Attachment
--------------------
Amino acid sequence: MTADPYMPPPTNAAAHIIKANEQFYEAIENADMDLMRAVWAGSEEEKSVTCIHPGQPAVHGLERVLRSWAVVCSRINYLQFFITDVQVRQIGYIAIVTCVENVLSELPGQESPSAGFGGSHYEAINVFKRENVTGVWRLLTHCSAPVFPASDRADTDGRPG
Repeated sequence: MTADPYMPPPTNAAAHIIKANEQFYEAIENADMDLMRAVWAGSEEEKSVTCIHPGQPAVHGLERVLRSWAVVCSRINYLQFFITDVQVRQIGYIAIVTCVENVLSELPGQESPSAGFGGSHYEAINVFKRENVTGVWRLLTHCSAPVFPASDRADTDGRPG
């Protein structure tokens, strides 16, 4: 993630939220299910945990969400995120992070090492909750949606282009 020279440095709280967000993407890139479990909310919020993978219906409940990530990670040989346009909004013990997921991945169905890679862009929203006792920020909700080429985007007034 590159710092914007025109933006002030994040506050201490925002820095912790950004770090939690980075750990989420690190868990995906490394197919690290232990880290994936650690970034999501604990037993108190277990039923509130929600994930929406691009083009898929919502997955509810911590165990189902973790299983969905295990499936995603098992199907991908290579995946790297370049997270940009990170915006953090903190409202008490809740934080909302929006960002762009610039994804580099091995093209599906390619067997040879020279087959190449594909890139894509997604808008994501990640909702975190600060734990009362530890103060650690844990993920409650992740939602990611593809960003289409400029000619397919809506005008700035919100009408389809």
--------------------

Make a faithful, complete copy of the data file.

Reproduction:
Amino acid sequence: MTADPYMPPPTNAAAHIIKANEQFYEAIENADMDLMRAVWAGSEEEKSVTCIHPGQPAVHGLERVLRSWAVVCSRINYLQFFITDVQVRQIGYIAIVTCVENVLSELPGQESPSAGFGGSHYEAINVFKRENVTGVWRLLTHCSAPVFPASDRADTDGRPG
Repeated sequence: MTADPYMPPPTNAAAHIIKANEQFYEAIENADMDLMRAVWAGSEEEKSVTCIHPGQPAVHGLERVLRSWAVVCSRINYLQFFITDVQVRQIGYIAIVTCVENVLSELPGQESPSAGFGGSHYEAINVFKRENVTGVWRLLTHCSAPVFPASDRADTDGRPG
């Protein structure tokens, strides 16, 4: 993630939220299910945990969400995120992070090492909750949606282009 020279440095709280967000993407890139479990909310919020993978219906409940990530990670040989346009909004013990997921991945169905890679862009929203006792920020909700080429985007007034 590159710092914007025109933006002030994040506050201490925002820095912790950004770090939690980075750990989420690190868990995906490394197919690290232990880290994936650690970034999501604990037993108190277990039923509130929600994930929406691009083009898929919502997955509810911590165990189902973790299983969905295990499936995603098992199907991908290579995946790297370049997270940009990170915006953090903190409202008490809740934080909302929006960002762009610039994804580099091995093209599906390619067997040879020279087959190449594909890139894509997604808008994501990640909702975190600060734990009362530890103060650690844990993920409650992740939602990611593809960003289409400029000619397919809506005008700035919100009408389809």